But the beauty of the book doesn’t stop at the cover. Take a look at these gorgeous end pages. They make sense as the majority of the story takes place in mountainous gold mining camps. I was wondering if I could take a page out of this book and create end pages for my novel that are cascades of falling letters…or stamps…
And the pages themselves are gorgeous. They all have a red frame with an accent in the corner. It was a two color job, which must have gotten expensive in 1902 because that meant they had to run each page through the press twice. But just look at how pretty it is! And I love the little annotations in the margin there. They run throughout the book and there are up to three on a page. Sometimes they were simply a note on the text and at other times the way they were phrased was a snarky bit of commentary.
And there were several stunning plates throughout the book. The detail and clarity of each of them was just astounding. If you can’t read the caption, this one is, “He proceeded to lash her to a tree.”
Anyway, an amusing little story, but a gorgeous presentation. This is a true gem of Twain’s that I didn’t even know existed until last month. It’s worth it to read a copy (it’s available in modern paperback and for the Kindle) but if you can get your hands on one of the 1902 printings, that’s even better.
With a title like Aftermath, one might expect Scott Nadelson’s new short fiction collection to be full of tales of devastation and chaos. To some extent, this is true; each of the stories deals with hard emotional and physical realities, but the aftermath of the character’s decisions is not wholly dispiriting. Hope abounds in these tales–unlike Nadelson’s previous collections–and you are left with the impression that, regardless of the current story’s unhappinesses, things will get better. They have a chance for a happy and fulfilling life or love and it leaves you as the reader with a pleasant satisfaction.
I have been a fan of Nadelson’s since I picked up his first two short collections when I registered for a course of his in undergrad. I make it a habit to read an author’s work before working or speaking with them, which I think is only polite and it is advice that not enough people heed. I found myself pulled into the simple and evocative prose in a way that I hadn’t found before in realistic literary fiction. I was particularly interested in his work as his stories do a wonderful job of working within the Jewish American culture while remaining open and inviting to gentiles such as myself. I feel welcomed into the families and cultures of his stories and they are enriched by the depth and intimacy with which they are woven.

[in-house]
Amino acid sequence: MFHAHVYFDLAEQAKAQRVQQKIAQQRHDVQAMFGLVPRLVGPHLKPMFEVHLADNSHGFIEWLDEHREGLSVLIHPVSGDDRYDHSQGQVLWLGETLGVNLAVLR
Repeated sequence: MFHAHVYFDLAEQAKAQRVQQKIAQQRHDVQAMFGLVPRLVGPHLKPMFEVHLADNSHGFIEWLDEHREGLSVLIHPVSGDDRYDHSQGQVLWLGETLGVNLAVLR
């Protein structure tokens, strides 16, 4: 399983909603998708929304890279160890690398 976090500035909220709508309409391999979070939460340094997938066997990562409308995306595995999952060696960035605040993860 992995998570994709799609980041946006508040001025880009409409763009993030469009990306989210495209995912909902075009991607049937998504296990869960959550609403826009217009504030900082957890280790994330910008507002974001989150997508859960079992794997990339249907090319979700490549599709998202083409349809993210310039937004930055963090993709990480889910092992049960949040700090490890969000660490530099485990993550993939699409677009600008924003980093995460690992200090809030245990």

Nadelson’s first two works (The Cantor’s Daughter and Saving Stanley) were stunning in their own right, but Aftermath is definitely surpassing them as my favorite collection. Partly due to the more hopeful nature of the stories, but moreso for two particular stories that appear here: “If You Needed Me” and “Backfill.”
“If You Needed Me” is a Rashomon style telling of a grandfather that looses control of his car and accidentally sends it crashing through the wall of his daughter’s house while the grandchildren are watching Saturday morning cartoons. The varied viewpoints are handled with finesse; they each reveal just enough information and the change to the next viewpoint is seamlessly carried out. Not an easy task in a short work, but beautifully crafted here.
In “Backfill,” a rocky marriage and a bad construction assignment are playing havoc with Robert’s life and sanity. The junk filled old quarry that is the site he’s supposed to be preparing for overpriced McMansions is a wonderful scene to juxtapose against the failing relationship. The most powerful part, however, are the beautiful lines that close the story, and no, I’m not going to give them to you. Go read it!
While these two stories stood out in particular to me, all of the stories are expertly crafted and evoke a wide range of emotion. Definitely my favorite of Nadelson’s work thus far, though I’m now eagerly awaiting Nadelson’s collection of autobiographical essays due out in March of 2013 from Hawthorne Books!